So you have finally decided to carry concealed on a daily basis. Or maybe you’ve had a carry license for a while and you’re in the market to purchase a serious carry gun. Whatever the case, your decision to carry daily is not unfounded. The world is becoming more dangerous each day.
The variables for the selection of a concealed handgun can be almost endless. The following five considerations can aid you in your quest for the perfect carry gun.
Let’s start out with the obvious: Concealability of your chosen pistol. While this may seem straightforward, it can prove to be a challenge. How you carry is, of course, unique to you and your daily habits. Suffice to say that a good carry system in the form of a holster or other method is essential. But the gun itself must lend itself to practical means of concealment.
Most likely, the upper size limit would be along the line of a Glock 19, the Smith and Wesson 2.0 or the Springfield XDM 3.8 models. The average person may find these handguns a bit too challenging to easily conceal day to day. A single stack pistol or a snub nose revolver will probably fit the bill, and there are some excellent choices. The S&W Shield, Glock 42 or 43 models and the Ruger LCR all come to mind. With the appropriate carry system, any of these guns can be easily concealed day to day.
Here I am mostly referring to caliber as related to ballistic performance in defensive use. We could write volumes and debate till the end of time about what the best pistol caliber is for concealed carry and self-protection. Realize that most any handgun caliber that you would realistically carry concealed has limitations on how effective it can really be on another human. So the age-old debate of 45 ACP vs 9mm is easy for me. I like the 9mm because of the higher round capacity it will offer in any handgun of comparable size to the 45 ACP. Have no doubt: I love the old 45 Auto. But with the advent of increased ballistic performance in 9mm ammunition, better recoil management and higher round count, I usually opt for the 9mm.
Consider that I see everything, from 22 rim fire to 44 magnum, show up in concealed carry courses today. And while there may indeed be a time and place for both of these extremes, somewhere in the middle is probably more realistic.
Have your doubts? Consider that the most commonly used pistol caliber today by the U.S. military and American law enforcement is the 9mm.
I must mention reliability of the gun itself in this section. This means: Does the gun fire and cycle every time I pull the trigger? If the gun is too picky about the ammunition you feed it, get rid of it. Some guns on the market today are more accurate than others, but all are accurate enough for defensive purposes. When it comes right down to it, I will sacrifice a bit of accuracy for reliability every time in a defensive handgun.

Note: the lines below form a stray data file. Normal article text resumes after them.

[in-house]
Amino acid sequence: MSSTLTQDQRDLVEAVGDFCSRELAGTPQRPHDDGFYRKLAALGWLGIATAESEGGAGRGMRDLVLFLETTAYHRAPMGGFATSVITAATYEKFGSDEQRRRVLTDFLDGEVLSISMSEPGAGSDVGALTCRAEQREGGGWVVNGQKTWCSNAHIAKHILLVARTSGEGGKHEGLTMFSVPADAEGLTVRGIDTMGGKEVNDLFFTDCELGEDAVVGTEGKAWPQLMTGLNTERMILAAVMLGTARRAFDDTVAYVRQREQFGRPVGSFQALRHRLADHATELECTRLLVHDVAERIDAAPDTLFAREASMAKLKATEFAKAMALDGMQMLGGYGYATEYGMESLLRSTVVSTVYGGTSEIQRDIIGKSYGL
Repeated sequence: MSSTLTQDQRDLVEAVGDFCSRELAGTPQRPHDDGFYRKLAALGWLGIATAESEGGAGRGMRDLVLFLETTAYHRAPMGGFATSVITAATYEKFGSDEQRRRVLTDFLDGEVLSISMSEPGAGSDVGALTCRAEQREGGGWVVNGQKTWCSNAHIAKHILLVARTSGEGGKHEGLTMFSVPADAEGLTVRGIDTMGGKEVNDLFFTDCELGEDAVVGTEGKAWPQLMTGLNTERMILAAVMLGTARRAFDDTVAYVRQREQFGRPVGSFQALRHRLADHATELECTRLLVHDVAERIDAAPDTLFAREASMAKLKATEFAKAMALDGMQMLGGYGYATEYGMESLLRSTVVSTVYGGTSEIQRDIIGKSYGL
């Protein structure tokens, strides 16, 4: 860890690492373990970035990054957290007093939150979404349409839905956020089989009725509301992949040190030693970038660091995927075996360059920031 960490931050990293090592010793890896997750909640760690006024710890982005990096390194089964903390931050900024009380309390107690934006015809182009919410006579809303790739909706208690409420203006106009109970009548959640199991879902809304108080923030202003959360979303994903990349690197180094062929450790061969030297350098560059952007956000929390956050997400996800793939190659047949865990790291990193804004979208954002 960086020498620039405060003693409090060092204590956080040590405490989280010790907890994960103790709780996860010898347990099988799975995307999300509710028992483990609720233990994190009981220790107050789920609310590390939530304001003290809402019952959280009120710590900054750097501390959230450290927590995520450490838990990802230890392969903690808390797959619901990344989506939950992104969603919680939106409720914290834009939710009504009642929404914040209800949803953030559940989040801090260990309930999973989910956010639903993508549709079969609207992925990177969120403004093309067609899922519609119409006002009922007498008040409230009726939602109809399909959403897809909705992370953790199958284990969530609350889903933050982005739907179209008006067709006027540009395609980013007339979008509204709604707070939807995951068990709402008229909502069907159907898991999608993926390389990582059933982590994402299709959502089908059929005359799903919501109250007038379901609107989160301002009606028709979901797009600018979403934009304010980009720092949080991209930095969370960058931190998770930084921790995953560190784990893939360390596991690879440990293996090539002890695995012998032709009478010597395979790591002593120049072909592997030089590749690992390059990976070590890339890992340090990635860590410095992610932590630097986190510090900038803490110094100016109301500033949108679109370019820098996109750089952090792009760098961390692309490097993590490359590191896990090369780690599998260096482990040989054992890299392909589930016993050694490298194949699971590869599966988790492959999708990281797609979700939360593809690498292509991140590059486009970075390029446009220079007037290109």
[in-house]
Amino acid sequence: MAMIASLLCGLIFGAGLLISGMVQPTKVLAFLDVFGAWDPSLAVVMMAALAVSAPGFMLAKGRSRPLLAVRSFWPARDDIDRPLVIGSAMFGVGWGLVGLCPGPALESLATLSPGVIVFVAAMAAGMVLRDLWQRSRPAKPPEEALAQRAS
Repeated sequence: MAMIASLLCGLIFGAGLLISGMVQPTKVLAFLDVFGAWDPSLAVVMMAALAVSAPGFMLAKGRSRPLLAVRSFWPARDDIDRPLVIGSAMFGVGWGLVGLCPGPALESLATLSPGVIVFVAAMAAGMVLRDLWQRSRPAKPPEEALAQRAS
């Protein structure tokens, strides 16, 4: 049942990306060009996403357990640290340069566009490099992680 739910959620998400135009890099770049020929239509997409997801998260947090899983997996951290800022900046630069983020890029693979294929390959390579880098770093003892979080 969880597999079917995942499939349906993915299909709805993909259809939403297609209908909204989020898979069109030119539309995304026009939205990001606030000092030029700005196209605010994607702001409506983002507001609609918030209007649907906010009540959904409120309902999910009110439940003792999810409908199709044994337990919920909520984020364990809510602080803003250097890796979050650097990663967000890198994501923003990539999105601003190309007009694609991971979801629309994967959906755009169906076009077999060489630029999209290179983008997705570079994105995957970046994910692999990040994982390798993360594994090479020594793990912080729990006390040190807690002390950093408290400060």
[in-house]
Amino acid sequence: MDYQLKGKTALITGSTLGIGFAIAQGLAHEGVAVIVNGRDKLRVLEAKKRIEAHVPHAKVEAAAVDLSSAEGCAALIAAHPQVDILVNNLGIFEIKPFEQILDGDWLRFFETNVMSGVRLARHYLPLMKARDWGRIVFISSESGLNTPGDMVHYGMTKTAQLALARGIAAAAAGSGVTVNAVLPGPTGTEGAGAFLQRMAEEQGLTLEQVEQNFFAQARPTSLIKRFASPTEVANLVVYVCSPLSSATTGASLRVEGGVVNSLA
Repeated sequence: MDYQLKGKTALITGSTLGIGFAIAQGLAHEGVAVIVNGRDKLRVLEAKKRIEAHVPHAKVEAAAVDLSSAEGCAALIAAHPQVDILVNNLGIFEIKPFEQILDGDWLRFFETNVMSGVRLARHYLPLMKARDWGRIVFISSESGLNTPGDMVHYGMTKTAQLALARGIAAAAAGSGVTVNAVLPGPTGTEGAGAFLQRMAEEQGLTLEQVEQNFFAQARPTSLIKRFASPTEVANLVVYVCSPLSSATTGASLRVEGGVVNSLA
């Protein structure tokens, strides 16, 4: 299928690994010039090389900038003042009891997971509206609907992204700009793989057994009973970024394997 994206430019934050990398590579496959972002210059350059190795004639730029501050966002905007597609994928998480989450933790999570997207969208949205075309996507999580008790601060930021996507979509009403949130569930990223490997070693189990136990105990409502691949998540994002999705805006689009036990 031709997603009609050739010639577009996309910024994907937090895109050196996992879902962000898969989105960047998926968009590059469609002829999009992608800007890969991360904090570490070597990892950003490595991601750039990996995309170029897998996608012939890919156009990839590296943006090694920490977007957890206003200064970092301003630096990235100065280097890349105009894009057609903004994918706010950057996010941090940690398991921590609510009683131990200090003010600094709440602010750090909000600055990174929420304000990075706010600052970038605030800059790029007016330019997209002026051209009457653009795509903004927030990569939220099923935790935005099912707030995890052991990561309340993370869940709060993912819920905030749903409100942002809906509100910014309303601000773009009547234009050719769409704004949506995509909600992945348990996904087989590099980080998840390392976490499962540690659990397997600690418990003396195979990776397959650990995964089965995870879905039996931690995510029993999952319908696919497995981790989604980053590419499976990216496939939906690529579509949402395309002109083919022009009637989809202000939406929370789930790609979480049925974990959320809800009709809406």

It should stand to reason that if you are going to conceal your handgun, comfort of carry needs to go along with it. I can assure you if the gun and/or carry system is not comfortable, you will not carry it for long. So what factors will influence the comfort factor? Most likely it will be weight, overall dimensions (length and width), and perhaps the platform of the gun itself. Don’t forget to consider the weight of your handgun once fully loaded. This may indeed influence whether you carry a double or single-stack pistol along with the caliber (i.e. 45 ACP ammo is heavier than 9mm).
Along with comfort, a carry method for keeping your firearm highly secure while carrying concealed must also be a consideration. You must remember: Your pistol could be used against you if it comes loose from its concealment place in the midst of a confrontation.
Here I am speaking of how well you as an individual can control and manipulate the gun itself. Many factors influence this: grip strength, the fit of the gun in your hand, your willingness to train, caliber and the make and model of the handgun.
Bottom line: You need to be able to run the gun under the most stressful of times. Factors such as recoil control, reloading the gun with ease, malfunction clearances and defeating any safety devices the gun may have could all be critical if the day comes that you need your pistol for real.
The cost of a concealed carry handgun can vary greatly. In general terms, the bargain-basement-priced pistol may not provide you with needed reliability, while the extreme high-priced handgun may be all for show and not practical.
If you take a look at the Glock, S&W, Ruger, Springfield, Sig Sauer line of modern-day pistols or revolvers, you will be able to find something in the $300 to $675 price range that should fit your needs.
In the end, I am looking for a gun that is reliable every time, easy to operate, concealable and has a proven track record. Then I head to the range and put in some serious training time. After all, it’s the defense of self and family that’s really at stake.
What advice would you add? Share it in the section below: